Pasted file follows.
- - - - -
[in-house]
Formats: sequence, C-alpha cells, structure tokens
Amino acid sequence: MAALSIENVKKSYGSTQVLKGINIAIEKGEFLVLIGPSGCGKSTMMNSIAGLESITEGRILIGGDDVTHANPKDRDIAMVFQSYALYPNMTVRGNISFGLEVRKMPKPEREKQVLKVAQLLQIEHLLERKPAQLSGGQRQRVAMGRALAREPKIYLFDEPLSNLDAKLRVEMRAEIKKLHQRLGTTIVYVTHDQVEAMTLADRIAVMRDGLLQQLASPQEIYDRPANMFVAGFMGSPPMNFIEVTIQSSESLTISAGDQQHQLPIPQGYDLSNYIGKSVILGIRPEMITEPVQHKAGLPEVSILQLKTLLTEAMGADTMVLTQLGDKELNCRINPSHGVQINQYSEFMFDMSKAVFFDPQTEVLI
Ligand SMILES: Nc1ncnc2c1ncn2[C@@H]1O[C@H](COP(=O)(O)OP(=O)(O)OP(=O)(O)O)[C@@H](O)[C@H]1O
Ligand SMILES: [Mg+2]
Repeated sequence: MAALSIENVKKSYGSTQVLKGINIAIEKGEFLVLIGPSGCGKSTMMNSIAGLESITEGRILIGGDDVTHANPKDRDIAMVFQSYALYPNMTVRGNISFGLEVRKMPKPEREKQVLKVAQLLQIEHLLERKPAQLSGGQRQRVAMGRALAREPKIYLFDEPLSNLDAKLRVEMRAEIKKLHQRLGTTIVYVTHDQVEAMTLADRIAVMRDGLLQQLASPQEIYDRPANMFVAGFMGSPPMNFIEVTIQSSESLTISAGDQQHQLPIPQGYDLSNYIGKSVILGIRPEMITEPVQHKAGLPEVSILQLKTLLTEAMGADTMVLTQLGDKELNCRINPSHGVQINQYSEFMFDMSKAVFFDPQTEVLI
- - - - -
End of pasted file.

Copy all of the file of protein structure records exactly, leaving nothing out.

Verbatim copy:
[in-house]
Formats: sequence, C-alpha cells, structure tokens
Amino acid sequence: MAALSIENVKKSYGSTQVLKGINIAIEKGEFLVLIGPSGCGKSTMMNSIAGLESITEGRILIGGDDVTHANPKDRDIAMVFQSYALYPNMTVRGNISFGLEVRKMPKPEREKQVLKVAQLLQIEHLLERKPAQLSGGQRQRVAMGRALAREPKIYLFDEPLSNLDAKLRVEMRAEIKKLHQRLGTTIVYVTHDQVEAMTLADRIAVMRDGLLQQLASPQEIYDRPANMFVAGFMGSPPMNFIEVTIQSSESLTISAGDQQHQLPIPQGYDLSNYIGKSVILGIRPEMITEPVQHKAGLPEVSILQLKTLLTEAMGADTMVLTQLGDKELNCRINPSHGVQINQYSEFMFDMSKAVFFDPQTEVLI
Ligand SMILES: Nc1ncnc2c1ncn2[C@@H]1O[C@H](COP(=O)(O)OP(=O)(O)OP(=O)(O)O)[C@@H](O)[C@H]1O
Ligand SMILES: [Mg+2]
Repeated sequence: MAALSIENVKKSYGSTQVLKGINIAIEKGEFLVLIGPSGCGKSTMMNSIAGLESITEGRILIGGDDVTHANPKDRDIAMVFQSYALYPNMTVRGNISFGLEVRKMPKPEREKQVLKVAQLLQIEHLLERKPAQLSGGQRQRVAMGRALAREPKIYLFDEPLSNLDAKLRVEMRAEIKKLHQRLGTTIVYVTHDQVEAMTLADRIAVMRDGLLQQLASPQEIYDRPANMFVAGFMGSPPMNFIEVTIQSSESLTISAGDQQHQLPIPQGYDLSNYIGKSVILGIRPEMITEPVQHKAGLPEVSILQLKTLLTEAMGADTMVLTQLGDKELNCRINPSHGVQINQYSEFMFDMSKAVFFDPQTEVLI